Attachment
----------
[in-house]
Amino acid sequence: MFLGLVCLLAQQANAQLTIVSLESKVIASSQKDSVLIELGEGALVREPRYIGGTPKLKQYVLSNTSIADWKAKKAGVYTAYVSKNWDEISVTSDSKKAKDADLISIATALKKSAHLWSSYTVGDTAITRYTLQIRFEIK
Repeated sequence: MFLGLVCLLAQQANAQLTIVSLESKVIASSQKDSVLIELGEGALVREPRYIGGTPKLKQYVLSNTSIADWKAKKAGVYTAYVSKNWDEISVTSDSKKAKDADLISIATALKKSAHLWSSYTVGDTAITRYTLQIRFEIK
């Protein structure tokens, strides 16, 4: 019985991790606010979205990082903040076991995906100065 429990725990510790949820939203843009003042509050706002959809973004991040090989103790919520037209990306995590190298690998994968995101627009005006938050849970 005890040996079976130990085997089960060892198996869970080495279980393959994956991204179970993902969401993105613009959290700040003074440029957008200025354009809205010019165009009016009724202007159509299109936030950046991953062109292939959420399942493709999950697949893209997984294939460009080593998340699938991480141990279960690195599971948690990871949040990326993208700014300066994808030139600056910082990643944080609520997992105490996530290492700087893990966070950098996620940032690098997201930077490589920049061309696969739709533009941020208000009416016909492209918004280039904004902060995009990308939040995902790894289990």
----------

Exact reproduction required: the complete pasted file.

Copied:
[in-house]
Amino acid sequence: MFLGLVCLLAQQANAQLTIVSLESKVIASSQKDSVLIELGEGALVREPRYIGGTPKLKQYVLSNTSIADWKAKKAGVYTAYVSKNWDEISVTSDSKKAKDADLISIATALKKSAHLWSSYTVGDTAITRYTLQIRFEIK
Repeated sequence: MFLGLVCLLAQQANAQLTIVSLESKVIASSQKDSVLIELGEGALVREPRYIGGTPKLKQYVLSNTSIADWKAKKAGVYTAYVSKNWDEISVTSDSKKAKDADLISIATALKKSAHLWSSYTVGDTAITRYTLQIRFEIK
């Protein structure tokens, strides 16, 4: 019985991790606010979205990082903040076991995906100065 429990725990510790949820939203843009003042509050706002959809973004991040090989103790919520037209990306995590190298690998994968995101627009005006938050849970 005890040996079976130990085997089960060892198996869970080495279980393959994956991204179970993902969401993105613009959290700040003074440029957008200025354009809205010019165009009016009724202007159509299109936030950046991953062109292939959420399942493709999950697949893209997984294939460009080593998340699938991480141990279960690195599971948690990871949040990326993208700014300066994808030139600056910082990643944080609520997992105490996530290492700087893990966070950098996620940032690098997201930077490589920049061309696969739709533009941020208000009416016909492209918004280039904004902060995009990308939040995902790894289990």